I trust it won’t cause heartburn among the editors of Commonweal if I confess to having cheered at a recent article they posted, “Quit Trying to ‘Fix’ Baseball.” Therein, Professor Gregory Hillis of Bellarmine College took on MLB Commissioner Rob Manfred’s efforts to appeal to millennials—creatures from that deep lagoon known as “social media”—by speeding up the pastime. Prof. Hillis called the ball foul, and I heartily concur.
Baseball is a foretaste of the Kingdom of God precisely because it doesn’t work by clock-time, as do football, soccer, basketball, lacrosse, and hockey. A baseball game could, in theory, be eternal. So, to enter the transcendent time-beyond-time of a ballgame is to experience a bit of what awaits us at what the Book of Revelation calls the Wedding Feast of the Lamb: an eternal present.
As Professor Hillis points out, Americans, who live in increasingly thin-sliced fractions of time, need a break from all that. And to tinker with baseball’s hallowed structure in order to appease a generation marked by attention deficits is a concession that ought not be made: precisely for the sake of those addicted to instant gratification, instant communication, and instant linkage to whomever, wherever, about whatever. Baseball slows down a generation that badly needs a sense of repose.
Thus far, Commissioner Manfred’s tinkering hasn’t done irreparable damage, although I do object, vigorously, to the silly, allegedly time-saving device of signaling an intentional walk rather than deliberately throwing four consecutive pitches outside the strike zone. Prior to this lapse into subjectivism, baseball was a rigorously objective game: a baseball act wasn’t completed until it was, well, completed—the home-run hitter must touch all the bases; the catcher who drops a third strike must complete the play by throwing out the batter at first. This insistence on the completed act taught something important, analogically, about the rootedness of the moral life in reality. That’s now being jeopardized, and things could get worse if the major leagues adopt such gnostic devices as starting extra innings by giving the team at bat a man on second base.
Prof. Hillis neatly sums up his indictment and his concern: “Perhaps more thought needs to be given to the idea that … baseball’s popularity problem isn’t a consequence of a broken game, but of a society whose ability to enjoy the leisure of baseball has atrophied.” Maybe baseball should offer young people what they need, which is an experience of true leisure, not what they think they want: another quick buzz.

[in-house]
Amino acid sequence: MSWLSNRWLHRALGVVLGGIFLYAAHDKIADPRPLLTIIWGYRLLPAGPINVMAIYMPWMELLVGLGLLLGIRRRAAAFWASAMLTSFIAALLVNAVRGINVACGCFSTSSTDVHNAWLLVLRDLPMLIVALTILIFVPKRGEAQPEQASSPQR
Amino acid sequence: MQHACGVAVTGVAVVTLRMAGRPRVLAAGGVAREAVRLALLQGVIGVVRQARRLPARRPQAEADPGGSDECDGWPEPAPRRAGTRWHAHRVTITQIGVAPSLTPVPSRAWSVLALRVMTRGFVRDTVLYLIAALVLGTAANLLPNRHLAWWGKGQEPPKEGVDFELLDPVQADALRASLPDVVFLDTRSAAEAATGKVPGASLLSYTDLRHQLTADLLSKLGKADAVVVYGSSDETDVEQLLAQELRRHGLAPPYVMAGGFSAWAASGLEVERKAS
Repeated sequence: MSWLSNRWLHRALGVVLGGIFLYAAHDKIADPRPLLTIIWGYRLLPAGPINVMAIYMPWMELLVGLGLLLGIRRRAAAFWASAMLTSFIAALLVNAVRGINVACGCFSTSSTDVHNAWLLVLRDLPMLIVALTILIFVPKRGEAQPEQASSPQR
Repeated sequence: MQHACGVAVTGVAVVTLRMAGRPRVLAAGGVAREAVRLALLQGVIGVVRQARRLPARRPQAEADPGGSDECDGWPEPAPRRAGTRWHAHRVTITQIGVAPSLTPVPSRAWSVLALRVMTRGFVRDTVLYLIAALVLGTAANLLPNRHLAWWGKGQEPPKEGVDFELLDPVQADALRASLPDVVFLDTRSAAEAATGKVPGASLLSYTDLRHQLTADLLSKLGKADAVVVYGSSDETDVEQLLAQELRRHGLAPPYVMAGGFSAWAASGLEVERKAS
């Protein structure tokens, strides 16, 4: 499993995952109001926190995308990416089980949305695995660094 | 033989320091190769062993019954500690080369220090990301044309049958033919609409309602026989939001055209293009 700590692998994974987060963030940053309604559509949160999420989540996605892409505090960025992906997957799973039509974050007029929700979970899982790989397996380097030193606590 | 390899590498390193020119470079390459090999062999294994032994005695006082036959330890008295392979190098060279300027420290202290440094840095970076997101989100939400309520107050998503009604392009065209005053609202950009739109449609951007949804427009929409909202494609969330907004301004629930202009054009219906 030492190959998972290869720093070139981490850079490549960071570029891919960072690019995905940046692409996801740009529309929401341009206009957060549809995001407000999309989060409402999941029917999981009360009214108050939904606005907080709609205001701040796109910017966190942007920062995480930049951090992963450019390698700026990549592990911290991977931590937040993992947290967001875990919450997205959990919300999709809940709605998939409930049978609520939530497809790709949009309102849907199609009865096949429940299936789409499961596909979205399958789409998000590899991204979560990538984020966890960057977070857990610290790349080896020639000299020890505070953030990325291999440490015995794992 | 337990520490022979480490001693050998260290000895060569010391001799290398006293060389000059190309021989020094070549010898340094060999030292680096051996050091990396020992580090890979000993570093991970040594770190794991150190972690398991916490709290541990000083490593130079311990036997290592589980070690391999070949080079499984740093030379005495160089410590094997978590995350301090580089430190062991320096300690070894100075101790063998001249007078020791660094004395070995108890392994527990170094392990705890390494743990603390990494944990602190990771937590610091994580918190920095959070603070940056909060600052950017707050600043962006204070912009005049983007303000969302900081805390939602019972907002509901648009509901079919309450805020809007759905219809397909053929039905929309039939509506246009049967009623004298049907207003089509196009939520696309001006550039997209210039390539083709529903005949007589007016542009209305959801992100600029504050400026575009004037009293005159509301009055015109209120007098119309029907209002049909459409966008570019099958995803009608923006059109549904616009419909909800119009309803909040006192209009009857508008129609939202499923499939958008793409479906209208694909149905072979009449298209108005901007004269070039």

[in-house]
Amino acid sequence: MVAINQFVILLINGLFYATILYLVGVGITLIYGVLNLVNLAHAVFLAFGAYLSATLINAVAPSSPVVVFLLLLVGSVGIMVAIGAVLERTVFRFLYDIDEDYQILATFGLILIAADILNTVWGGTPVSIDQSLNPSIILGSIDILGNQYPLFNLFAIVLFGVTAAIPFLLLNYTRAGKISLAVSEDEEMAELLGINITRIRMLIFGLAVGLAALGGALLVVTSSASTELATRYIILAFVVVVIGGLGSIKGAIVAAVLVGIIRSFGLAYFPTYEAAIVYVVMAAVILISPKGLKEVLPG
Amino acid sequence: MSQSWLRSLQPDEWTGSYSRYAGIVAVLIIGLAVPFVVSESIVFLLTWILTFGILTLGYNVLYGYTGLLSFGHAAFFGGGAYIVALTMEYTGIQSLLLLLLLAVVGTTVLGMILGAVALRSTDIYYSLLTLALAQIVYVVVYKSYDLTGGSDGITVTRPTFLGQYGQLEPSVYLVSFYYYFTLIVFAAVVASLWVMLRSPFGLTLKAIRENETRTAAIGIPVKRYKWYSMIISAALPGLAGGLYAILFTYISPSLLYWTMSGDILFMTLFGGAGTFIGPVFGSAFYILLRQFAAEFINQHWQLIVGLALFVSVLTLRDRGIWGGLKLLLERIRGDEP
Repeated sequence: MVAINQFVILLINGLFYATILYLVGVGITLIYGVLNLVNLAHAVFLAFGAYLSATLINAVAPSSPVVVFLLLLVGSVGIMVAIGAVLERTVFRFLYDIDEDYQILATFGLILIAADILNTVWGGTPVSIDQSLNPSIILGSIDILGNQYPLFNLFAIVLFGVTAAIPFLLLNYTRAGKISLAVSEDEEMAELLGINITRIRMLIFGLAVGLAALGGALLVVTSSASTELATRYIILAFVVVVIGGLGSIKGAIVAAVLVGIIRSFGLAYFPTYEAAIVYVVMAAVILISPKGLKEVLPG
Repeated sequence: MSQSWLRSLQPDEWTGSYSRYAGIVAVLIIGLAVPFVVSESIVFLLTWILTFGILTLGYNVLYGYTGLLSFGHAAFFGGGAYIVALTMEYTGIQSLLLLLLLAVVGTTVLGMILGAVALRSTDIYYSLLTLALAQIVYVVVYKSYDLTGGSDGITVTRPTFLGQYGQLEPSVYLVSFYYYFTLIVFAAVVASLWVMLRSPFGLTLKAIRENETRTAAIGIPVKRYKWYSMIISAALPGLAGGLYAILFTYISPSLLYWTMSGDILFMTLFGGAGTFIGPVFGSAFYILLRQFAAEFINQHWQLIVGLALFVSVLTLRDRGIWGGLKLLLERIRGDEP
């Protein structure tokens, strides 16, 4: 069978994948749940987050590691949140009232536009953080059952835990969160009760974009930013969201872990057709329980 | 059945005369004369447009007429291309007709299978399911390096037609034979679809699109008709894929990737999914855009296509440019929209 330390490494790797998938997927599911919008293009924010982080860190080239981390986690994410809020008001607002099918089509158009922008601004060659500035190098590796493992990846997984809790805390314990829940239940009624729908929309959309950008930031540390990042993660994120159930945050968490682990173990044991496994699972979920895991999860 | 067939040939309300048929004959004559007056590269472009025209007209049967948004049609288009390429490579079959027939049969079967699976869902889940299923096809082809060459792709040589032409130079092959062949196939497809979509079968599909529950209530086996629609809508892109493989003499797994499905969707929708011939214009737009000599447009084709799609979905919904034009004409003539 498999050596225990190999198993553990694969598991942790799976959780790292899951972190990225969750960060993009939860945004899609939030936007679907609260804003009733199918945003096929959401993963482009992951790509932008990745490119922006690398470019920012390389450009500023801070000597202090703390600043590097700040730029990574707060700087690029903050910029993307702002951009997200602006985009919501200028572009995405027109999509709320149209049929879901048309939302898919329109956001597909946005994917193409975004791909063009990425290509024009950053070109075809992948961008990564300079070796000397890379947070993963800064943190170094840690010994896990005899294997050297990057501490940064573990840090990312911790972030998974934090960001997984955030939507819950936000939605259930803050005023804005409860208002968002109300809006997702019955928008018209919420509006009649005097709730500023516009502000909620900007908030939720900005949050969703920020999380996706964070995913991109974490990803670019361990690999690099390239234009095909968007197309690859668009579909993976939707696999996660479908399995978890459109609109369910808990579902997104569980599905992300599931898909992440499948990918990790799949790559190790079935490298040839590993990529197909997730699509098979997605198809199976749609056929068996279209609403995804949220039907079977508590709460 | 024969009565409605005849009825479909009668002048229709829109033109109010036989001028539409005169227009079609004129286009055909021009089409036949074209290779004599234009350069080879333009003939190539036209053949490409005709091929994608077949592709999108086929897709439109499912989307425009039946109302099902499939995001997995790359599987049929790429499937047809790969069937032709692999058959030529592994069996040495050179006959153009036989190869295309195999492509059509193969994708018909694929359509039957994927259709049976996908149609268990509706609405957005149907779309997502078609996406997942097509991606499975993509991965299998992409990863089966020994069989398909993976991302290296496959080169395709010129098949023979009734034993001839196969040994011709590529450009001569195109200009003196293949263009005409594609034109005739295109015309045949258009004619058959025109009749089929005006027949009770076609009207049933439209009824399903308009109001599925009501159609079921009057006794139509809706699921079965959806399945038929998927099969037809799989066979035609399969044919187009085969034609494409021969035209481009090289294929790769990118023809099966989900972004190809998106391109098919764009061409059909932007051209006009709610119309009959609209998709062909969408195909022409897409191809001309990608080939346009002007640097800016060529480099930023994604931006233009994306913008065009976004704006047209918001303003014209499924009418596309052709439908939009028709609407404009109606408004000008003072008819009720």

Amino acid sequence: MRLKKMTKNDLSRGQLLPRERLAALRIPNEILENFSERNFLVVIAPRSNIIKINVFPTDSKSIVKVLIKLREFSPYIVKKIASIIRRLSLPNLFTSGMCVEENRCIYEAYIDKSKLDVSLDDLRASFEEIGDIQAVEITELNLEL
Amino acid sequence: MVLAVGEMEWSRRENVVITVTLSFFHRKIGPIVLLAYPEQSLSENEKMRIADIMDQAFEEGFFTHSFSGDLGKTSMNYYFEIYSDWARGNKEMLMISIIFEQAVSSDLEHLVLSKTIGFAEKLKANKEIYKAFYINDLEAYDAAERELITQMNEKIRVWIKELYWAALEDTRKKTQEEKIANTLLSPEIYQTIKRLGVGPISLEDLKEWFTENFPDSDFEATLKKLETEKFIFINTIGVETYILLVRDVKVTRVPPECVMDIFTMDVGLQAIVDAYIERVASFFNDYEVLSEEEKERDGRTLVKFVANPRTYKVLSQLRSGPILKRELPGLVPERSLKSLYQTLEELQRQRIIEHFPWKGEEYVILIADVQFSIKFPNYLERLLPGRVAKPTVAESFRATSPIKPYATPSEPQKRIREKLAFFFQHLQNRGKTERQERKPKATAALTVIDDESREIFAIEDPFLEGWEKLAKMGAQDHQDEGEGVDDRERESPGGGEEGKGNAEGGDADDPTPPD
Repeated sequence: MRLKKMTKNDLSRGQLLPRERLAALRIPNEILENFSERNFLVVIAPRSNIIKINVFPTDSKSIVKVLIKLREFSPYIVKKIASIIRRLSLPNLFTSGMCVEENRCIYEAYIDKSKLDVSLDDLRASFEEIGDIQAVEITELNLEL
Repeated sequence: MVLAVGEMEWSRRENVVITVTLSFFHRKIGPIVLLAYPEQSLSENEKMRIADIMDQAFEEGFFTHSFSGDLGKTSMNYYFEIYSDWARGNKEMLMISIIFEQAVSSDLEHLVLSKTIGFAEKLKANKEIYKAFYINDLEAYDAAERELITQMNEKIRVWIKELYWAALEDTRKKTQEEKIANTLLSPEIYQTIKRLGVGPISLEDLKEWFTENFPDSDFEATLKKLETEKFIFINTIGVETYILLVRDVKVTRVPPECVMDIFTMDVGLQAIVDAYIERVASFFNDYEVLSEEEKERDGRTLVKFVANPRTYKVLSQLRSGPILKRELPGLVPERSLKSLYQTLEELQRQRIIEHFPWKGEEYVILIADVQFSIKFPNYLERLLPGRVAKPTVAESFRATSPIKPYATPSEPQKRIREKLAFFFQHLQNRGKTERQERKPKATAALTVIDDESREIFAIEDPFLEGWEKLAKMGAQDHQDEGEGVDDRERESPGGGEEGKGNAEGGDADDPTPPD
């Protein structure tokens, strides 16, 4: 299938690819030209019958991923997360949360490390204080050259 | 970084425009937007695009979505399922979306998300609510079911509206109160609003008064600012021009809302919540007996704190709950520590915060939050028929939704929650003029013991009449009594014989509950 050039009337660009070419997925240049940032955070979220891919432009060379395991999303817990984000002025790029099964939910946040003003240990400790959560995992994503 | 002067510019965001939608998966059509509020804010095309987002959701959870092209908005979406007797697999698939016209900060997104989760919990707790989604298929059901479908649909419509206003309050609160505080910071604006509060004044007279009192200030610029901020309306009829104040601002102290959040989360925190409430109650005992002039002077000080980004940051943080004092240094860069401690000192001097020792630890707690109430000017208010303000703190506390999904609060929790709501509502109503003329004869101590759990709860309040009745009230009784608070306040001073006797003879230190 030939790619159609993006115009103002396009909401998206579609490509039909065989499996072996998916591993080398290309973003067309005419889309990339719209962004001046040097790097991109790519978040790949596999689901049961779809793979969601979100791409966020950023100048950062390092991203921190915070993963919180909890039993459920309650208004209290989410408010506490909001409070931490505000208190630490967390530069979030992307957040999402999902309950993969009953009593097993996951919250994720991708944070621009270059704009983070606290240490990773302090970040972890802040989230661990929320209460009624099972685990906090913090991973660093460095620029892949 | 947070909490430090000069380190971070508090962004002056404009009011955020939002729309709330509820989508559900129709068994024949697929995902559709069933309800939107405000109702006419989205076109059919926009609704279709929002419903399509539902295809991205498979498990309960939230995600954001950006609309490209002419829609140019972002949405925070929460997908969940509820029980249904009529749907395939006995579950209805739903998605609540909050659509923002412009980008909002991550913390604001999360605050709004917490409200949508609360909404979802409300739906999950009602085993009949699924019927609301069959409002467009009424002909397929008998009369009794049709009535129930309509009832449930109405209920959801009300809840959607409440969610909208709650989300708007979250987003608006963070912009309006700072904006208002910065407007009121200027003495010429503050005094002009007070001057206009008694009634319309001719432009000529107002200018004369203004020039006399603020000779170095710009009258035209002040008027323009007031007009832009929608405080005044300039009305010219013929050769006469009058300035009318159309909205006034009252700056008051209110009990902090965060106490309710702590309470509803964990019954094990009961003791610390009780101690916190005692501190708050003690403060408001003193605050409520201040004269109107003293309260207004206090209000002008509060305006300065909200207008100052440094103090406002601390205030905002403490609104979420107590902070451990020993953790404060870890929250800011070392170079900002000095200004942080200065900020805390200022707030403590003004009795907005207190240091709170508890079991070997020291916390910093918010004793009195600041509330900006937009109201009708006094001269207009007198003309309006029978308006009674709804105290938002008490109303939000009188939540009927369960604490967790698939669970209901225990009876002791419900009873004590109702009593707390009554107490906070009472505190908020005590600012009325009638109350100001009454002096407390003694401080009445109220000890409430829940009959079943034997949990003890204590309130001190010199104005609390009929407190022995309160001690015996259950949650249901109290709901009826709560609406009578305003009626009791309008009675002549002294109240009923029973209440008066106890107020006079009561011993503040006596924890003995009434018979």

And that brings us by a roundabout route to the upcoming Synod of Bishops on youth ministry and vocational discernment. Just before Easter there was a “listening” session in Rome, hosted by the Synod general secretariat, in which several hundred (handpicked) young adults told senior Church officials what they liked and disliked about Catholicism. No new ground was broken, and the conference’s rather dull final document (which bore telltale marks of having been drafted beforehand, and not by young people) was equally un-newsworthy. Perhaps that’s because the entire exercise was misconceived.
I’ve been asked dozens of times why John Paul II held such appeal for the young. And my answers are always the same: his transparent honesty and his challenge. John Paul never asked young people to take up any challenge he had not accepted, or bear any burden he had not borne. That was palpable, and young people, who have very good baloney detectors, sensed it.
Then there was the challenge. In many variations on one great theme, John Paul II said to the young, in effect, “Never, ever settle for anything less than the spiritual and moral grandeur the grace of God makes possible in your life. You won’t always succeed. But don’t lower the bar of expectation. Get up when you fall, dust yourself off, seek reconciliation—and then try again to live a life of heroic virtue. Don’t settle for anything less than that.”
The response was tremendous. Synod-2018 should reflect on that. In a world that panders to them, maybe what those who will create the human future really need is challenge. Compelling, compassionate, and merciful, to be sure. But challenge: the challenge to meet in Jesus Christ the answer to the question that is every human life, and through him to live nobly for others.
George Weigel is Distinguished Senior Fellow of Washington, D.C.’s Ethics and Public Policy Center, where he holds the William E. Simon Chair in Catholic Studies.
This article was originally published on George Weigel’s weekly column The Catholic Difference